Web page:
We talked about his passion for numbers. We are able to get him to do math willingly, and he’s getting better. He struggles with some of the various terms that are used in math, which mean the same thing…so we’re going to work on that with his teacher and his speech teacher. Until he gets more comfortable, his teacher will write the various terms so he sees them all at the top. For example, when they want him to find the EQUAL pieces, she will do: EQUAL/SAME/MATCH. For addition she writes: ADD/SUM/ALL TOGETHER. Tate is also starting to show his humorous side at school…that playful, charming side that Hubz and I know so well. He will recite the answer correctly for the teacher, then write down something incorrect. For instance, 1+1=2…and he’ll say it, but then write down a “3”. Then he smiles his megawatt smile and says, “Nooooo, that’s not it!” and erases the “3” and writes the “2”. Love that kid.

Social interactions are still a concern for us. I asked specifically about them. His teacher said that for Tate, peer interaction is still on his terms…unless it is prompted by an adult in the classroom. But he is getting better with fewer prompts and examples. The social worker is really working with him to help him learn to initiate himself into play. That is, by far, his biggest struggle. He tends to crash, literally, the party. Instead, they are working so hard with him to get him to use the right scripts for initiating peer play. He does ok, but only with the prompts. He’ll get there….I know he will. Already it is emerging at home…and of course, that doesn’t surprise anyone, as he’s so comfortable there with his brothers. It is a step in the right direction.

For the first time in a long time Hubz and I walked away from the conferences with a spring in our step, and a hopeful, positive outlook. As we told Tate’s team, we are in a good place right now. We know that there are other challenges and struggles ahead, but for today..this moment?! We are closer to hope and joy and relative status-quo than that hard place that we’ve found ourselves in for so long. And we like it. And we are enjoying it. And we will not take it for granted because a lot of blood, sweat, and tears went into this “place” that we’re in…and it will not be here for long. It is a great feeling to know that all of the choices and fights and compromises and being the squeaky wheels have paid off for our kids’ relative happiness and success.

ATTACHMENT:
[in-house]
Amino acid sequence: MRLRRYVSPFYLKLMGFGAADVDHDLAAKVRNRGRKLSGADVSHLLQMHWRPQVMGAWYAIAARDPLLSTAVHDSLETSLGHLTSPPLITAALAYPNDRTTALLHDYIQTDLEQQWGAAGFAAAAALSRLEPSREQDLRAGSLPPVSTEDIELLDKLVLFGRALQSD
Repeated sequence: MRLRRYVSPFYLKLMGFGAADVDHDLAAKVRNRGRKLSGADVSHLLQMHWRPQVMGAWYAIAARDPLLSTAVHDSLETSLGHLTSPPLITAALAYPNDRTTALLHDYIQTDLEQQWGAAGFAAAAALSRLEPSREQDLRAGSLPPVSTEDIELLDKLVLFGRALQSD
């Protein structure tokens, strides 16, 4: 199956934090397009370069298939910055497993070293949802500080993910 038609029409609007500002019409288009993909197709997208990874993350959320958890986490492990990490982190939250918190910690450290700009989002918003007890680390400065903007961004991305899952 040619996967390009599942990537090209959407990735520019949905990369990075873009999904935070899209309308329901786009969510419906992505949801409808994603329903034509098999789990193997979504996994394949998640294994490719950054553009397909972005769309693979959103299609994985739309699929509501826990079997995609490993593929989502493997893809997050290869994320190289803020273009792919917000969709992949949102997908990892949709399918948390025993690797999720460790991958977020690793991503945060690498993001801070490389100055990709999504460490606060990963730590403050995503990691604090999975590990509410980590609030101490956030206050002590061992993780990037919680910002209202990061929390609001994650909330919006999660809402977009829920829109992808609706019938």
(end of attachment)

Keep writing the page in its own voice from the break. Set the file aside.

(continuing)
Comments on: "Parent-Teacher Conference Success" (4)

  1. Yay! Enjoy the feeling 🙂

  2. What struck me in this post is the fact that Tate orally says the right answer and then writes down the wrong one – and then corrects it with a smile. Toots is similar. He can orally spell, add, recite, but if you have him write it down, he will write something different. It’s like some of the wiring gets crossed when you transfer the skill – but only with actual pencil/pen to paper – if Toots has to find it on the computer keyboard, it stays correct… weird, huh?

    I’m glad the boys have made such improvements and the teachers are so on board with helping them acheive! There is nothing better than an awesome teacher (except, of course, the awesome mamas… 😉 )

  3. congratulations! celebrate the success.

Leave a Reply

Fill in your details below or click an icon to log in:

WordPress.com Logo

You are commenting using your WordPress.com account. Log Out /  Change )

Google+ photo

You are commenting using your Google+ account. Log Out /  Change )

Twitter picture

You are commenting using your Twitter account. Log Out /  Change )

Facebook photo

You are commenting using your Facebook account. Log Out /  Change )


Connecting to %s

Tag Cloud

Mama Is Only Human

my journey...

Zero Exit

by Sara Jagielski

Musings of an Aspie

one woman's thoughts about life on the spectrum

Finding Cooper's Voice

An honest and real look at nonverbal, severe autism.

Emma's Hope Book

Living Being Autistic

Carrie Cariello

Exploring the Colorful World of Autism


A redheaded dad writing about parenting, autism and the odd thing here and there.

Grady P Brown - Author

Superheroes - Autism - Fantasy - Science Fiction

Swim in the Adult Pool

Finding humor in an ADHD life without water wings

Who Am I? Why Do You Care?

I am a woman on a journey. Where I'll end up is yet to be discovered.

Organized Babble

Babbling in the most coherent way possible

Addicted to Quippsy

In the not-so-distant future, you'll wish you wrote down everything your kids said. Now's your chance!

Filtered Light

“Sometimes the dreams that come true are the dreams you never even knew you had.” ~ Alice Sebold

that cynking feeling

You know the one I'm talking about . . .

Run Luau Run

Run Committed

beyond the stoplight

sharing resources to create caring classroom communities for all children

The Domestic Goddess

Marj Hatzell Has Been Giving Stay-at-Home-Moms a Bad Name since 2005

%d bloggers like this: